Mee Goreng

mee goreng

Who says the street food craze can’t be brought home? This recipe while it may look daunting requires time for prepping the ingredients and is easy to make for a weeknight alternative to take-out. I give you the insanely good Mee Goreng recipe. Yotam Ottolenghi has really outdone himself with this recipe. I made it three times in the span of just as many weeks which could either mean I’m someone on a mission or someone who needs to plan a trip to Malaysia where this street food is regarded with fondness. We recently discovered Mee Goreng on the menu of our favorite Thai take-out restaurant. Their version used thicker wheat noodles shellacked in a spicy sauce but missed the  stir-fried vegetables and garnishes that make Ottolenghi’s recipe shine.




Recipe by Yotam Ottolenghi from his cookbook “Plenty.” Reprinted with permission. Published by Chronicle Books.

The original recipe in “Plenty” uses egg noodles (as pictured above) but I wanted to try a gluten free variation of this dish and after having tried it with egg noodles and then with rice noodles, found I preferred the rice noodles. I also substituted scrambled eggs instead of tofu and found that worked well texturally and flavor-wise. The original recipe also calls for 2 tablespoons of thick soy sauce and 2 teaspoons of light soy sauce. We opted to use the Liquid Aminos as that is a mainstay in our kitchen. Feel free to go the route that works for you. Lastly, I added sliced radishes as a garnish finding the crunch and slight zip of spice it lends to this already assertive dish one that is in good company. If you live in San Francisco and are looking to purchase sambal oelek, head over to New May Wah on Clement Street. Otherwise, purchase it online.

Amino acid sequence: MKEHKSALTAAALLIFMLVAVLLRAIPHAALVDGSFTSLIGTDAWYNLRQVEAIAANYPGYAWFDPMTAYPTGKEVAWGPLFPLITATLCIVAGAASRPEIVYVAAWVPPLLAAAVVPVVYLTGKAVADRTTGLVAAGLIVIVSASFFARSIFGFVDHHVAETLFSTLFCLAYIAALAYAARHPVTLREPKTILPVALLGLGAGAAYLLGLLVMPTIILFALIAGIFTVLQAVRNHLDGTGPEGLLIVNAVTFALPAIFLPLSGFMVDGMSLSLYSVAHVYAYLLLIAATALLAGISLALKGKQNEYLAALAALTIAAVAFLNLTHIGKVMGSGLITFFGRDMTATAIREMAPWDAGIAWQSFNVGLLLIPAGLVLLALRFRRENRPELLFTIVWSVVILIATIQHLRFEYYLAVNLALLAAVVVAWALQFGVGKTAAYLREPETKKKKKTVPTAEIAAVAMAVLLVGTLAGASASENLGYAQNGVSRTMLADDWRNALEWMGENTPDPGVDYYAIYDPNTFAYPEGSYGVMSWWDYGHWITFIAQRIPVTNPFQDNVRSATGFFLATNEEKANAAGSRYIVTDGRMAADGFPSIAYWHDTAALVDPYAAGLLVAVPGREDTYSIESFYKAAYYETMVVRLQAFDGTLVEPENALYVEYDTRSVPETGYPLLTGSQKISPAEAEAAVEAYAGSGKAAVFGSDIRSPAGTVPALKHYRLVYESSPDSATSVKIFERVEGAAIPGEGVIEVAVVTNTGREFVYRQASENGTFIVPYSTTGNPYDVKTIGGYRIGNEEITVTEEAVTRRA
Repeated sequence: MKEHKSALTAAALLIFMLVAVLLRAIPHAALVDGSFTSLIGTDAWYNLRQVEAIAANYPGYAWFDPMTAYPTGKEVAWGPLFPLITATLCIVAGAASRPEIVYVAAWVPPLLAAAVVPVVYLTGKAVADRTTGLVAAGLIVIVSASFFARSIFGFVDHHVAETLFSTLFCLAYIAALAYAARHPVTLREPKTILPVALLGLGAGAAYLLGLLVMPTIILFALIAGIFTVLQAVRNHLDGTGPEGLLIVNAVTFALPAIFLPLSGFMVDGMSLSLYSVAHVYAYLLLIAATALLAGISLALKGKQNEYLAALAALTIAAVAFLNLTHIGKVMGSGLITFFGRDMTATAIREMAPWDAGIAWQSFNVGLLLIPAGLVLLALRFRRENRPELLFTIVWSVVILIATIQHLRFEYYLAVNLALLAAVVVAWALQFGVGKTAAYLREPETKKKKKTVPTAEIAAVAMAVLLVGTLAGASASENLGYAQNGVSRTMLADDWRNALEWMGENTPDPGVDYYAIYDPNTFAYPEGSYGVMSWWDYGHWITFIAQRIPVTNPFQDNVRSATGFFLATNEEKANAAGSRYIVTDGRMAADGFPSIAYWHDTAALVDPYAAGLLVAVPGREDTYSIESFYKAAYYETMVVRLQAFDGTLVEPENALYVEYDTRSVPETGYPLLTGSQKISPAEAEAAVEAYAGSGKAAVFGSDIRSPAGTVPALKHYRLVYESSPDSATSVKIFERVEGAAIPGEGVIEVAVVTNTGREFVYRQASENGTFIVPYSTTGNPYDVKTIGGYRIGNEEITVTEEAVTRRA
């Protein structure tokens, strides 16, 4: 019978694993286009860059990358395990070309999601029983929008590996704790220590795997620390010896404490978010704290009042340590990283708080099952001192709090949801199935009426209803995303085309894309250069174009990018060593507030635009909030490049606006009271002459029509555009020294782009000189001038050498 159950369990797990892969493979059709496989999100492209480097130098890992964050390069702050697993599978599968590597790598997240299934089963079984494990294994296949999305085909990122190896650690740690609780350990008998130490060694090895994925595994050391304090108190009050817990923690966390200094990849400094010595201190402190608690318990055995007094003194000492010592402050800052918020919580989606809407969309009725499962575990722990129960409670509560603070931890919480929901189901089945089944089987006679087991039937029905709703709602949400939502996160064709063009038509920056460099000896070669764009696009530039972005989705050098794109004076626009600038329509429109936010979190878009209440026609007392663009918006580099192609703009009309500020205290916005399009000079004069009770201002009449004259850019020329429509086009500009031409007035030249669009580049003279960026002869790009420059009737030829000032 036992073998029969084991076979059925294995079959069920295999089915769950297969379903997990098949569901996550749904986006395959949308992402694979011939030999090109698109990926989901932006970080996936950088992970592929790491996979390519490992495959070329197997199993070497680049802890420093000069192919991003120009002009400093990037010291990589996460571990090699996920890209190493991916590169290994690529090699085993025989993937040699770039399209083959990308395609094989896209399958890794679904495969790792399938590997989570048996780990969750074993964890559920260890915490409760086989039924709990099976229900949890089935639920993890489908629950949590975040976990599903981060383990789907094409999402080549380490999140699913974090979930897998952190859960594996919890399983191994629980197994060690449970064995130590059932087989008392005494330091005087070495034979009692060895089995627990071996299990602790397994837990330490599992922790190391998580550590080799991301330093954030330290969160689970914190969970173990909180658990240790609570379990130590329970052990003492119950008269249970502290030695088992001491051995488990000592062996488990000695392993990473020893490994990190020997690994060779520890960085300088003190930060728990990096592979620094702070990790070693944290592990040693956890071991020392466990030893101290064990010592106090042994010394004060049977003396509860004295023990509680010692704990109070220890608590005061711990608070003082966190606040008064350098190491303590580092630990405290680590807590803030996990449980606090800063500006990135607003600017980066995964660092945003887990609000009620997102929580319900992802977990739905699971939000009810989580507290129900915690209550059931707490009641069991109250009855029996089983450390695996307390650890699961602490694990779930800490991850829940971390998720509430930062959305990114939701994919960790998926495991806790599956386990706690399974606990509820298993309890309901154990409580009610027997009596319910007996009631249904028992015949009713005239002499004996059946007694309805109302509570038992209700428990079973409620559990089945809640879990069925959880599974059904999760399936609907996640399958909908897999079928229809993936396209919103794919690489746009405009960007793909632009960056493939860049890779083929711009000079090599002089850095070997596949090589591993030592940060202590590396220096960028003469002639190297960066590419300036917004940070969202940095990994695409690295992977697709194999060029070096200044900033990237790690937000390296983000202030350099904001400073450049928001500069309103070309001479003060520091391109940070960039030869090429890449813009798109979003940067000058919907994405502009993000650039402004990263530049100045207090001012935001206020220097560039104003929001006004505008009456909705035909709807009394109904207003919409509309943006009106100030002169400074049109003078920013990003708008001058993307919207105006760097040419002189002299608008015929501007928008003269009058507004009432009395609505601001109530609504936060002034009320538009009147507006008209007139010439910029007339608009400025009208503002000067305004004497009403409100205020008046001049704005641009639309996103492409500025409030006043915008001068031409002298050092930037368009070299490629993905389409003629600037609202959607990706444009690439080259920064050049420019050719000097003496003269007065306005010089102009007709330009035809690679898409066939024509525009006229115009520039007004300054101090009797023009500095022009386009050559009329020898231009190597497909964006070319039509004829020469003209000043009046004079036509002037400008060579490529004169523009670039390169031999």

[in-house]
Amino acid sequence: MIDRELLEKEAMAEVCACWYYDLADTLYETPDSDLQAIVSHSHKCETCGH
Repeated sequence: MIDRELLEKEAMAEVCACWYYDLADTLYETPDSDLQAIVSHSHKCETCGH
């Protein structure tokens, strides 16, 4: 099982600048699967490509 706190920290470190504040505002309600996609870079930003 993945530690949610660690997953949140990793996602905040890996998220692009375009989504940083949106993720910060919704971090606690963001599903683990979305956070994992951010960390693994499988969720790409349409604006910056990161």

YIELD: 2 servings

2 tablespoons peanut oil

1/2 onion, diced

4 eggs, scrambled hard

4 ounces green beans, trimmed and cut in half at an angle

4 ounces bok choy, cut into large chunks (both leaves and stalks)

11 ounces rice sticks (rice noodles)

1 1/2 teaspoons ground coriander

1 teaspoon ground cumin

2 teaspoons sambal oelek ( or another savory chili paste), plus extra to serve

3 teaspoons Braggs liquid aminos

1 tablespoon water

2 ounces Mung bean sprouts

handful of shredded iceberg lettuce

2 tablespoons of thinly sliced radishes

1 tablespoon crisp-fried shallots

lemon wedges to serve

1. Set a wok or large pan on high heat. Once hot, add the oil and then the onion, and cook for about 1 minute to soften a bit. Add the sliced green beans and scrambled egg and cook for 2 to 3 minutes. Stir gently so as not to break up the eggs into pieces that are too small.

2.In a large pot of hot water, place the rice noodles to soak. Drain after 5 minutes and then set aside.

3. Next, add the bok choy. When it wilts, add the noodles and carefully spread them in the wok using tongs. You want the noodles to get a lot of heat, almost to fry. Mix gently, cooking the noodles for about 2 minutes. Then add the spices, sambal oelek, liquid aminos, water, bean sprouts and toss carefully. Cook for about a minute or until the noodles are semisoft.

4. When ready, top with lettuce, transfer to serving bowls and sprinkle crisp shallots and radish slices on top. On the side, serve lemon wedges and a small bowl of extra sambal oelek.


PAIRING SUGGESTION: Try this with a chilled glass of Riesling.




  1. Which leads me to believe you’ve tried it? This recipe is all about the prep work and comes together quickly as it’s made- my kind of weekday meal!

    1. Had versions of it in Malaysia & Indonesia. I, up to this point in my life, have been deprived of that uniquely joyous experience that is your cooking.

      Rectifying this discrepancy is on my to-do list. 😉

    1. We did make this for you two. Now I’m waiting on *someone* to post a recipe for the ridiculously good dessert that *someone* brought to dinner that night…

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